M. A. Horne, A. Shimony, and A. Zeilinger, “Two-particle interferometry,” Phys. Rev. Lett. 62, 2209–2212 (1989).
[Crossref]

Zhang, L.

P. Michler, A. Kiraz, C. Becher, W. V. Schoenfeld, P. M. Petroff, L. Zhang, E. Hu, and A. Imamoglu, “A quantum dot single-photon turnstile device,” Science 290, 2282–2285 (2000).
[Crossref]

Zhou, F.

Zou, X. Y.

Z. Y. Ou, X. Y. Zou, L. J. Wang, and L. Mandel, “Observation of nonlocal interference in separated photon channels,” Phys. Rev. Lett. 65, 321–324 (1990).
[Crossref]

Zysset, B.

D. H. Jundt, P. Gunter, and B. Zysset, “A temperature-dependent dispersion equation for KNbO3,” Nonlinear Opt. 4, 341–345 (1993).

B. Zysset, I. Biaggio, and P. N. Gunter, “Refractive indices of orthorhombic KNbO3. I. Dispersion and temperature dependence,” J. Opt. Soc. Am. B 9, 380–386 (1992).
[Crossref]

Appl. Phys. B (1)

J. Hirohashi and V. Pasiskevicius, “Quasi-phase-matched frequency conversion in KNbO3 structures consisting of 90° ferroelectric domains,” Appl. Phys. B 81, 761–763 (2005).
[Crossref]

IEEE J. Sel. Top. Quantum Electron. (1)

M. Sasaki, M. Fujiwara, R.-B. Jin, M. Takeoka, T. S. Han, H. Endo, K.-I. Yoshino, T. Ochi, S. Asami, and A. Tajima, “Quantum photonic network: concept, basic tools, and future issues,” IEEE J. Sel. Top. Quantum Electron. 21, 49–61 (2015).
[Crossref]

J. Korea Phys. Soc. (1)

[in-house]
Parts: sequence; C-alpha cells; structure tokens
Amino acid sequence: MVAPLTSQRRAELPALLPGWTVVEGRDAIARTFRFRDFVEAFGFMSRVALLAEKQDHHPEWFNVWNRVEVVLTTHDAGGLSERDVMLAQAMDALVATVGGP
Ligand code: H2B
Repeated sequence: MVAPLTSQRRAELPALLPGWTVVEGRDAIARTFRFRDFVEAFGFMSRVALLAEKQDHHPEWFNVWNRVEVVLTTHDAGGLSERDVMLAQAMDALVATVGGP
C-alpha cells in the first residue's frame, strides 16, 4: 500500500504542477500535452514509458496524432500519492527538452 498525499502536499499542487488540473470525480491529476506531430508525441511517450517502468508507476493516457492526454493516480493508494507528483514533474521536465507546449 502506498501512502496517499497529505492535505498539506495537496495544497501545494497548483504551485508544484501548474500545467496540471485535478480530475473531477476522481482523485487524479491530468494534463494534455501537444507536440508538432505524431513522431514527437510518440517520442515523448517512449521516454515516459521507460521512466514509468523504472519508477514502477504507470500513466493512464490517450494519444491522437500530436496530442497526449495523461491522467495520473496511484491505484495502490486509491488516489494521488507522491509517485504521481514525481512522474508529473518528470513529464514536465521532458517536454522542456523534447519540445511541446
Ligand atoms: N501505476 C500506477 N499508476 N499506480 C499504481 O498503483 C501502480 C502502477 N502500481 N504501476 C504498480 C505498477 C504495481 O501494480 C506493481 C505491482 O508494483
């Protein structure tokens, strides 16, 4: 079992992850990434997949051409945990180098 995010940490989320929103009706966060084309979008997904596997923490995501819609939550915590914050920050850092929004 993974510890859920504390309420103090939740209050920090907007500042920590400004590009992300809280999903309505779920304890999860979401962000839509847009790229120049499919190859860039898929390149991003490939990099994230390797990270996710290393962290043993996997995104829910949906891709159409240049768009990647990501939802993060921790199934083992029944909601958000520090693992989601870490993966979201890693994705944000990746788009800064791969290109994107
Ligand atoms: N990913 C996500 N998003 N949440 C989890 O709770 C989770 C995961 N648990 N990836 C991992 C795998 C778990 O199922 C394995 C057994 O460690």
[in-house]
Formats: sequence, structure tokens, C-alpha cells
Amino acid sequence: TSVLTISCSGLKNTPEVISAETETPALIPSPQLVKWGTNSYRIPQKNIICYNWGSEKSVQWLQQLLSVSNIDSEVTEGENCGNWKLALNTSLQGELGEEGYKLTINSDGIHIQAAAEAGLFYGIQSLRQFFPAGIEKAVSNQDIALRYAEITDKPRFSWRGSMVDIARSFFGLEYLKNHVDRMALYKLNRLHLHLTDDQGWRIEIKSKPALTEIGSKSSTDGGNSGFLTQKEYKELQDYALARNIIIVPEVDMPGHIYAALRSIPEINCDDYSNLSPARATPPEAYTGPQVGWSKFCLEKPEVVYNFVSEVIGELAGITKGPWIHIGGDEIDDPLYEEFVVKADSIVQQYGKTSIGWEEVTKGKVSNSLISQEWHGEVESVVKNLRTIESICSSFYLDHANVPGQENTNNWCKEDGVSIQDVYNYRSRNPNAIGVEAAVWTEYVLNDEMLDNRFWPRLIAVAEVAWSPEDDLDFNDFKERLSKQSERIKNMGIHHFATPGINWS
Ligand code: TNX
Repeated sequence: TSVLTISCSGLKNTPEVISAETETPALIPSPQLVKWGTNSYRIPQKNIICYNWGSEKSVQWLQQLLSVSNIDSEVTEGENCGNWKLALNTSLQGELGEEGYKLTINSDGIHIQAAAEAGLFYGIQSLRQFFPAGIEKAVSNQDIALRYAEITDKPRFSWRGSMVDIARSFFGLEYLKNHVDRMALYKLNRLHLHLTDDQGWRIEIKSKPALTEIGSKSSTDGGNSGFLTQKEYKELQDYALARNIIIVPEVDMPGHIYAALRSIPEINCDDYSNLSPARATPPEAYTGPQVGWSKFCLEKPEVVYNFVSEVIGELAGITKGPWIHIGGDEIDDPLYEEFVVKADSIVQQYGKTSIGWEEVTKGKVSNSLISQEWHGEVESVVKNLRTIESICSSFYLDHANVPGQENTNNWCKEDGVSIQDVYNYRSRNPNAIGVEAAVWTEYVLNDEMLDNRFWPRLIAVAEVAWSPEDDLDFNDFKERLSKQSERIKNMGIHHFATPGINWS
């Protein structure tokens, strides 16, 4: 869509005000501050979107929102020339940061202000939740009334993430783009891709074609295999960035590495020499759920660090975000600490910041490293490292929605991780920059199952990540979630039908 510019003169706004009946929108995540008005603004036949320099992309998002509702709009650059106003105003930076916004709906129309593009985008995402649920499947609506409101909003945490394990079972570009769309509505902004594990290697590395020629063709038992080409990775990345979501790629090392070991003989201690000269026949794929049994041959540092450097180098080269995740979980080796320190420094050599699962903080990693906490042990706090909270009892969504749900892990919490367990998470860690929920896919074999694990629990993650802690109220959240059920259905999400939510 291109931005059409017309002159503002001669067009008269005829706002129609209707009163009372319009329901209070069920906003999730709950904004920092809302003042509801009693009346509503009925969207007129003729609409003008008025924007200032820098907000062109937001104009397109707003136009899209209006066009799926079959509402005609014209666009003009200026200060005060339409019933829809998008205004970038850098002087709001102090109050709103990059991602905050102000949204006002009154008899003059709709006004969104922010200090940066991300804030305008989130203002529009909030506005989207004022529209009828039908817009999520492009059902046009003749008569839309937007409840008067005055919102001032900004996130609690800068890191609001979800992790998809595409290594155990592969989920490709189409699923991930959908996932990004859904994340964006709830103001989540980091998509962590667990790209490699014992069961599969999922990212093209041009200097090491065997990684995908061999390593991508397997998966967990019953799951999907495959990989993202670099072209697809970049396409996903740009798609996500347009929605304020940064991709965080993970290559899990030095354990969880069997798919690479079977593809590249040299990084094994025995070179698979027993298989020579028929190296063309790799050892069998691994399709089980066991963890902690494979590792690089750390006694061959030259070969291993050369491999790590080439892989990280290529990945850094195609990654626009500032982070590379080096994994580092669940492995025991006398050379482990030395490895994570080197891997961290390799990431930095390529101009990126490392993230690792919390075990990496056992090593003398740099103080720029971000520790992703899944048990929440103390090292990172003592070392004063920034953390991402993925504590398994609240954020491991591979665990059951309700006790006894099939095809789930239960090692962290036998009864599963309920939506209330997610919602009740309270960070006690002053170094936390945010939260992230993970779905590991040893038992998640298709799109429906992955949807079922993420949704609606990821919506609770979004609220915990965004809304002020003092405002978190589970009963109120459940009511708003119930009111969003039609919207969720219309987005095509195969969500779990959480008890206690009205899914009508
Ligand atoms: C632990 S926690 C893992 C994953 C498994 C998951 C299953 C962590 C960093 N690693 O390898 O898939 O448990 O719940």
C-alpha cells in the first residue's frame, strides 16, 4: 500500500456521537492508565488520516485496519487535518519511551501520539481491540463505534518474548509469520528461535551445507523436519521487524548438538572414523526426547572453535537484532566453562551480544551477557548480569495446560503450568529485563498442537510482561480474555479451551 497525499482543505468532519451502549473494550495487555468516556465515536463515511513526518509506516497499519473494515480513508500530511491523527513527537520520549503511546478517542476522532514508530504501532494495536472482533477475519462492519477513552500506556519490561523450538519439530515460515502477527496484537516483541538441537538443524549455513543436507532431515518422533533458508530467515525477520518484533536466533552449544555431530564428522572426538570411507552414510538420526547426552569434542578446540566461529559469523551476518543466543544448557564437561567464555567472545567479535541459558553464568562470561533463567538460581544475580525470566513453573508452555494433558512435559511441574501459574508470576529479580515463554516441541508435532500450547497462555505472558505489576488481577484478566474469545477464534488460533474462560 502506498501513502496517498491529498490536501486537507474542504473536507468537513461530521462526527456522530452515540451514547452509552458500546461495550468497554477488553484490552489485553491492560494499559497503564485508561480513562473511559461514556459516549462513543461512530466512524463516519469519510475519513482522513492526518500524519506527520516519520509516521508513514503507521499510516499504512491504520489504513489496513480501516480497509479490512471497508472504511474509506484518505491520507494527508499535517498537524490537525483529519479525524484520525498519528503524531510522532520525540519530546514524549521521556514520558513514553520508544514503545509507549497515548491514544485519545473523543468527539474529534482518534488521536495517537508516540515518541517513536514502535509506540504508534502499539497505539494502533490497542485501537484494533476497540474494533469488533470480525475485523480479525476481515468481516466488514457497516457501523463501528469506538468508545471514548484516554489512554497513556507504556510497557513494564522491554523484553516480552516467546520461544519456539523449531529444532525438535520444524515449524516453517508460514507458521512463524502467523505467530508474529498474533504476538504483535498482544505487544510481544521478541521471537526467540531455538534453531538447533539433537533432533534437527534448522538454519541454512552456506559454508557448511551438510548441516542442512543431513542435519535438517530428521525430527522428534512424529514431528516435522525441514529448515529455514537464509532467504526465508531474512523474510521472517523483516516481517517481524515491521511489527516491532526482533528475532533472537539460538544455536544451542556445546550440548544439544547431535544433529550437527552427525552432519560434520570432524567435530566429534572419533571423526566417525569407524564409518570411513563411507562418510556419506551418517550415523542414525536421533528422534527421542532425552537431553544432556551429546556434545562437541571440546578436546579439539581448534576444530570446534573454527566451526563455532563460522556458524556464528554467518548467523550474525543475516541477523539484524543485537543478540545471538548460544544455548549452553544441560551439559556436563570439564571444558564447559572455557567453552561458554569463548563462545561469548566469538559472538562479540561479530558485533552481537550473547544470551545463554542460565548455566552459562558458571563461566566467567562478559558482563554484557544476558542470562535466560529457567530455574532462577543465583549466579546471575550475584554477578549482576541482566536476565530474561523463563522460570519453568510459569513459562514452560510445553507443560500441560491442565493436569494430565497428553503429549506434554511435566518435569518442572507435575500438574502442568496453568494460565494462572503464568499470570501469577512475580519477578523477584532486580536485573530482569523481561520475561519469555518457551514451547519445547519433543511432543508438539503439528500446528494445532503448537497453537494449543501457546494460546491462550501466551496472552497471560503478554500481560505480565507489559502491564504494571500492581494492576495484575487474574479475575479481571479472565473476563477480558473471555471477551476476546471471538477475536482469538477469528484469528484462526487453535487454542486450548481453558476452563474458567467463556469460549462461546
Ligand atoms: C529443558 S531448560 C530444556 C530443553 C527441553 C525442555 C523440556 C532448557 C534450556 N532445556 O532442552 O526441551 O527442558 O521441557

T. Kim and K. J. Lee, “Extended phase matching characteristics in periodically poled potassium titanyl phosphate isomorphs,” J. Korea Phys. Soc. 67, 837–842 (2015).
[Crossref]

J. Opt. Soc. Am. B (2)

Jpn. J. Appl. Phys. (1)

S. Shichijyo, J. Hirohashi, H. Kamio, and K. Yamada, “Total refraction of p-polarized light at the boundary of 90°-domains in the ferroelectric crystal,” Jpn. J. Appl. Phys. 43, 3413–3418 (2004).
[Crossref]

Nat. Phys. (2)

A. Fedrizzi, R. Ursin, T. Herbst, M. Nespoli, R. Prevedel, T. Scheidl, F. Tiefenbacher, T. Jennewein, and A. Zeilinger, “High-fidelity transmission of entanglement over a high-loss free-space channel,” Nat. Phys. 5, 389–392 (2009).
[Crossref]

R. Prevedel, D. R. Hamel, R. Colbeck, K. Fisher, and K. J. Resch, “Experimental investigation of the uncertainty principle in the presence of quantum memory and its application to witnessing entanglement,” Nat. Phys. 7, 757–761 (2011).
[Crossref]

Nonlinear Opt. (1)

D. H. Jundt, P. Gunter, and B. Zysset, “A temperature-dependent dispersion equation for KNbO3,” Nonlinear Opt. 4, 341–345 (1993).

Opt. Express (6)

Opt. Lett. (1)

Phys. Rev. A (6)

M. H. Rubin, D. N. Klyshko, Y. H. Shih, and A. V. Sergienko, “Theory of two-photon entanglement in type-II optical parametric down-conversion,” Phys. Rev. A 50, 5122–5133 (1994).
[Crossref]

W. P. Grice and I. A. Walmsley, “Spectral information and distinguishability in type-II down-conversion with a broadband pump,” Phys. Rev. A 56, 1627–1634 (1997).
[Crossref]

T. E. Keller and M. H. Rubin, “Theory of two-photon entanglement for spontaneous parametric down-conversion driven by a narrow pump pulse,” Phys. Rev. A 56, 1534–1541 (1997).
[Crossref]

V. Giovannetti, L. Maccone, J. H. Shapiro, and F. N. C. Wong, “Extended phase-matching conditions for improved entanglement generation,” Phys. Rev. A 66, 043813 (2002).
[Crossref]

T. Kim, M. Fiorentino, and F. N. C. Wong, “Phase-stable source of polarization-entangled photons using a polarization Sagnac interferometer,” Phys. Rev. A 73, 012316 (2006).
[Crossref]

O. Kuzucu and F. N. C. Wong, “Pulsed Sagnac source of narrow-band polarization-entangled photons,” Phys. Rev. A 77, 032314 (2008).
[Crossref]

Phys. Rev. Lett. (8)

V. Giovannetti, L. Maccone, J. H. Shapiro, and F. N. C. Wong, “Generating entangled two-photon states with coincident frequencies,” Phys. Rev. Lett. 88, 183602 (2002).